Turbulence variability at the equator in the central Pacific at the beginning of the 1991-1993 El Nino Public Deposited

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  • A 38-day, 5990-cast microstructure study on the equator performed during the onset of the 1991-1993 El Nino shows the effect on small-scale activity at 140°W of an equatorial Kelvin wave. By using two ships, data were taken continuously from November 4 to December 12, 1991, near the National Oceanic and Atmospheric Administration Pacific Marine Environmental Laboratory mooring at 0°N, 140°W. The ships occupied the station sequentially with a 3.5-day overlap for intercalibration. Variability in currents was observed on tidal periods, and periods of 4 days (presumably equatorially trapped internal gravity waves), 8 days (cause unknown), 20 days (tropical instability waves), and longer (Kelvin waves). Variation in water structure occurred most prominently on the timescale of Kelvin waves. The diurnal cycle typical of that location was observed: nocturnal deepening of the surface mixed layer was accompanied by a "deep cycle," bursts of turbulence penetrating into the stratified region below the nighttime mixed layer. During the observational period, one Kelvin wave trough and one crest passed through the site. Changes accompanying the phase change in the Kelvin wave included a reversal of the near-surface current, a deepening of the thermocline, and a change of water mass. Changes in small-scale activity included a tenfold decrease of the thermal dissipation rate and a fourfold decrease of the rate of heat transport downward from the mixed layer. The nighttime mixed layer deepened from 30 to 60 m. The thickness of the stratified region in which nocturnal turbulence bursts occurred, the deep cycle region, thinned from 40 to 20 m because it was confined between the bottom of the nighttime mixed layer and the low-shear region near the core of the undercurrent. The decrease in downward heat flux observed at this passage of the downwelling Kelvin wave front could explain the rapid sea surface temperature (SST) increase seen at El Nino onsets. The magnitude of the change in vertical flux is similar to the magnitude of the change in horizontal advection. This process would produce a warmer SST much more quickly than could the advection of warm waters eastward.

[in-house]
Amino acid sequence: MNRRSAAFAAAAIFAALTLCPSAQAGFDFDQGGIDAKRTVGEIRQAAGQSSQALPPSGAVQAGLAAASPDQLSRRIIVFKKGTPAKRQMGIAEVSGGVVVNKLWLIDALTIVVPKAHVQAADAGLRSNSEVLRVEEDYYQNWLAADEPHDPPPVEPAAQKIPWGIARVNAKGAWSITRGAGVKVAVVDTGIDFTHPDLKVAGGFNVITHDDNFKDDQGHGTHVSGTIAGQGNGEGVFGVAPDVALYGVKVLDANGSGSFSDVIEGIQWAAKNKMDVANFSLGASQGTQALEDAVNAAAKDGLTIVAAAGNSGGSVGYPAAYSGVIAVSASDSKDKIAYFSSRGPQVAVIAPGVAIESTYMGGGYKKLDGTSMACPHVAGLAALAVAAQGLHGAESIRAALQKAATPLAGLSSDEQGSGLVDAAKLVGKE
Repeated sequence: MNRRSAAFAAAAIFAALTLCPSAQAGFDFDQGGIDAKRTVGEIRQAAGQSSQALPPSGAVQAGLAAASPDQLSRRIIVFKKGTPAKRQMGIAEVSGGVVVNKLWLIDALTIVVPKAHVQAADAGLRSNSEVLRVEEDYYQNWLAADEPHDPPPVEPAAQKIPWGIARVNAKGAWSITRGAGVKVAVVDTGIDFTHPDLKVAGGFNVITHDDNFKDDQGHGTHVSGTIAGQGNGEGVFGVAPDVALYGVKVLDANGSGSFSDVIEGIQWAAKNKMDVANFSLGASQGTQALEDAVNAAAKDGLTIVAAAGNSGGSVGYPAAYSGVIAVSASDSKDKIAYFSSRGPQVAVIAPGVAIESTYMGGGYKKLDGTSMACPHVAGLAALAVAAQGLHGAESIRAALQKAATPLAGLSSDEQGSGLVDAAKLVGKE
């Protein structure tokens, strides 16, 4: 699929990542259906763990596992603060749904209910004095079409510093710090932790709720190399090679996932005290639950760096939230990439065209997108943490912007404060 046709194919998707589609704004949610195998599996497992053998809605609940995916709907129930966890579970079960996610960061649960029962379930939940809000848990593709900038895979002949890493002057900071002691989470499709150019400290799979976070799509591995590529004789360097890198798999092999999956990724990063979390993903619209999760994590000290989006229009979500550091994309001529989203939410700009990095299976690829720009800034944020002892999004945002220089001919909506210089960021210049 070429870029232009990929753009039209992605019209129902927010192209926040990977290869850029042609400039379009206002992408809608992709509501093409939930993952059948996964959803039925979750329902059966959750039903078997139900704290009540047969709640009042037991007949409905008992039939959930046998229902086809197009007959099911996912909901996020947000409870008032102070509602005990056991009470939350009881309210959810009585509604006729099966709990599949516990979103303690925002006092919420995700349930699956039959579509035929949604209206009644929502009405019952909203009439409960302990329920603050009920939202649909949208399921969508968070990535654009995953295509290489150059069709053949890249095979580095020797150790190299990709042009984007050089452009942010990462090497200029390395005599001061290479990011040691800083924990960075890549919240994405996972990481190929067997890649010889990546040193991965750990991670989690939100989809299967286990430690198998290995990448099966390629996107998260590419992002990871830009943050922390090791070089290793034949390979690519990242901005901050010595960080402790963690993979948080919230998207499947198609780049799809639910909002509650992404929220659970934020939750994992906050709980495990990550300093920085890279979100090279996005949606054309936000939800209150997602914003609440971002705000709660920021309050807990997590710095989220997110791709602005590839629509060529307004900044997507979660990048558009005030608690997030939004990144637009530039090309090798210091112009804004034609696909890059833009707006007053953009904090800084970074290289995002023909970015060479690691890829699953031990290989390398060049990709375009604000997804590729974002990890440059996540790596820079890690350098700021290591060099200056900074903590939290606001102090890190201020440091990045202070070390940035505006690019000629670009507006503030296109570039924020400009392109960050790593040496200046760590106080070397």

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  • Lien, R. C., Caldwell, D. R., Gregg, M. C., & Moum, J. N. (1995). Turbulence variability at the equator in the central Pacific at the beginning of the 1991-1993 El Nino. Journal of Geophysical Research, 100(C4), 6881-6898.
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